Pervious Concrete has a greater void content in contrast to regular concrete which is achieved by manipulating the water and cementitious material ratio to essentially produce a void around aggregate particles. The product is a result of little or no sand that enhances the void content upto 25% consequently allowing water to drain through it at a rate of 5 gal/ft²/ min or 200 L/m²/min. Previous Concrete reduces chances of flash floods and is inline with rain water harvesting methodologies as it strives to capture storm water and allow it percolate into the ground thereby boosting groundwater recharge simultaneously easing the demand on storm water runoff control structures
Pervious Concrete areas have proven to be so successful that EPA has recommended use of Pervious Concrete as a Best Management Practice (BMP) for storm water runoffs. Use of Pervious Concrete also minimizes land use for otherwise storm water runoff control structures such as detention or retention basins.
Certain governing bodies mandate first flush (1-inch/25mm) pre-treatment before its subsequent release to the environment. Studies show a considerable pollution reduction (TSS, TP, TN and metals) achieved by natural degradation. To encourage this relatively new find, U.S. Green Building Council’s Leadership in Energy & Environmental Design (LEED) Green Building Rating System (Sustainable Sites Credit 6.1) considers allotting a credit point due to its potential of controlling stormwater runoff and pollution prevention. The lighter color of this concrete has an added advantage of absorbing less heat and storing even smaller portion of it owing to its porous structure.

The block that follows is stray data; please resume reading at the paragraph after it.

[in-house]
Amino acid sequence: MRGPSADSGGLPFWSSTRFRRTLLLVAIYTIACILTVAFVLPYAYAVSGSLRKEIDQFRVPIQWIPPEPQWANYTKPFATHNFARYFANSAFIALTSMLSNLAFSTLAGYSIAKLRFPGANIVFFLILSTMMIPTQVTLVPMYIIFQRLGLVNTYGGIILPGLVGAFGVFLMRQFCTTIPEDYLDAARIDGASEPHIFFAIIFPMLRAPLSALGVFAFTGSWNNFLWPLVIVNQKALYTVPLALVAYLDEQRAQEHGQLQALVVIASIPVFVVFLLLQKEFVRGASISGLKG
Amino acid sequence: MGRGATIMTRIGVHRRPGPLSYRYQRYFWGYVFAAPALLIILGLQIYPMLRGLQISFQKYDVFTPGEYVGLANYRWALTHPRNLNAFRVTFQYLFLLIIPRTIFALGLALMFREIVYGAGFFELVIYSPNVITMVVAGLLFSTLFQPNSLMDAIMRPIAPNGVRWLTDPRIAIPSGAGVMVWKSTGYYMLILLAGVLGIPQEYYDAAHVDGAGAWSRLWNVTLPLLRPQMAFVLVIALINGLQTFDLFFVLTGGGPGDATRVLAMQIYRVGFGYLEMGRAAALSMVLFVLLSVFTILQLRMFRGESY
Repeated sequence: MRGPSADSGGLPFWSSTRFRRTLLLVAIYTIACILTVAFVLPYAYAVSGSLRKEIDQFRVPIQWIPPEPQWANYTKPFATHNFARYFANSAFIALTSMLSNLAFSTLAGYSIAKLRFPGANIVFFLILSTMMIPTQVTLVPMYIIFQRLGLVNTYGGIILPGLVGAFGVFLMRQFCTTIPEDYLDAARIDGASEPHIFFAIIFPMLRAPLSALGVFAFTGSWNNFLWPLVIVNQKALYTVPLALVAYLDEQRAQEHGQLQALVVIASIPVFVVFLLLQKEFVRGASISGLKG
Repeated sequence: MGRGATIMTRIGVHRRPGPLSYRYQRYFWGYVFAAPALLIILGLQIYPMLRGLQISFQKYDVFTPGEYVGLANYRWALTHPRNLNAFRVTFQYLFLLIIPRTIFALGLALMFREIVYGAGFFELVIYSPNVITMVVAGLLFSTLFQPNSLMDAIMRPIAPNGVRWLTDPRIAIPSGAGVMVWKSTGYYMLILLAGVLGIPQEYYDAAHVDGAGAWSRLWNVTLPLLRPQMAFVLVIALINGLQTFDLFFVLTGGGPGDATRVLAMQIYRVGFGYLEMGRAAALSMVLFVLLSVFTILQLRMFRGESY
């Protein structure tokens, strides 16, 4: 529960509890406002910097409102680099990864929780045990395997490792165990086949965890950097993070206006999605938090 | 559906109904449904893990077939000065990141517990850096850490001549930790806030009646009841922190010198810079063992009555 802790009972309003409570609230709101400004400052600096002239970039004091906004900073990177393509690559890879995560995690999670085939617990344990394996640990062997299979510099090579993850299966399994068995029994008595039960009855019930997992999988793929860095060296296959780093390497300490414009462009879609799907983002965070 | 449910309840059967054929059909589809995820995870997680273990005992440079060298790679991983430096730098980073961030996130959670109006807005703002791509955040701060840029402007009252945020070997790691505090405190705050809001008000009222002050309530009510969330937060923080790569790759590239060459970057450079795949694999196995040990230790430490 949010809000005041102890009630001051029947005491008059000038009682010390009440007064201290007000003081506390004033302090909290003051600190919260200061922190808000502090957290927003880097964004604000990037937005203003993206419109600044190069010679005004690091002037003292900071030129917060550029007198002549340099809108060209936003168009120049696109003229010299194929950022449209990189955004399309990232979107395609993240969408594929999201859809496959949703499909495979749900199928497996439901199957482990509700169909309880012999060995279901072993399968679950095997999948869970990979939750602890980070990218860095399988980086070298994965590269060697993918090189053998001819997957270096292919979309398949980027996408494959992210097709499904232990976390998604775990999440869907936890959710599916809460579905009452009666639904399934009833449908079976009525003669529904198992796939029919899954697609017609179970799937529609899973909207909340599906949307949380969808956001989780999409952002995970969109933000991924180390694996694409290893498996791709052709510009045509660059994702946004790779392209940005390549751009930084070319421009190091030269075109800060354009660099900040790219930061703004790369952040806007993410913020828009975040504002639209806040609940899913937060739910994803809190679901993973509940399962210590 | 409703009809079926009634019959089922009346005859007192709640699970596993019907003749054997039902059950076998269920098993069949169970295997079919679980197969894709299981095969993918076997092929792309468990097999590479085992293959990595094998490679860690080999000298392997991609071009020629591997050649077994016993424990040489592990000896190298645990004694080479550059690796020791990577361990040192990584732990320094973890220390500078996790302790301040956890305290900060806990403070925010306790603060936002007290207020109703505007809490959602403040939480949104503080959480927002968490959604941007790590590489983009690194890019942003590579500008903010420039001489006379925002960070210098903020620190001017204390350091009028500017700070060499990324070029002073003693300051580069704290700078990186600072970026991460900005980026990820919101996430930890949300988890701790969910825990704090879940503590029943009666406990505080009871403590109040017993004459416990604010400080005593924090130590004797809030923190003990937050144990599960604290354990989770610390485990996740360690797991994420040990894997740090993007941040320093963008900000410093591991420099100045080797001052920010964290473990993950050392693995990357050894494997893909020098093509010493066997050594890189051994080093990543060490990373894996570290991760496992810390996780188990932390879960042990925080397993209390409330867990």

Although initial costs of installing Pervious Concrete pavements is higher, it proves economical and is widely recognized as the lowest life-cycle cost option available for paving because:
- · Superior durability and strength
- · Fewer repairs
- · Minimizes need of runoff retainers leading to lower property costs
- · Little overproduction as its made on-site
- · Can be recycled at the end of its life-cycle.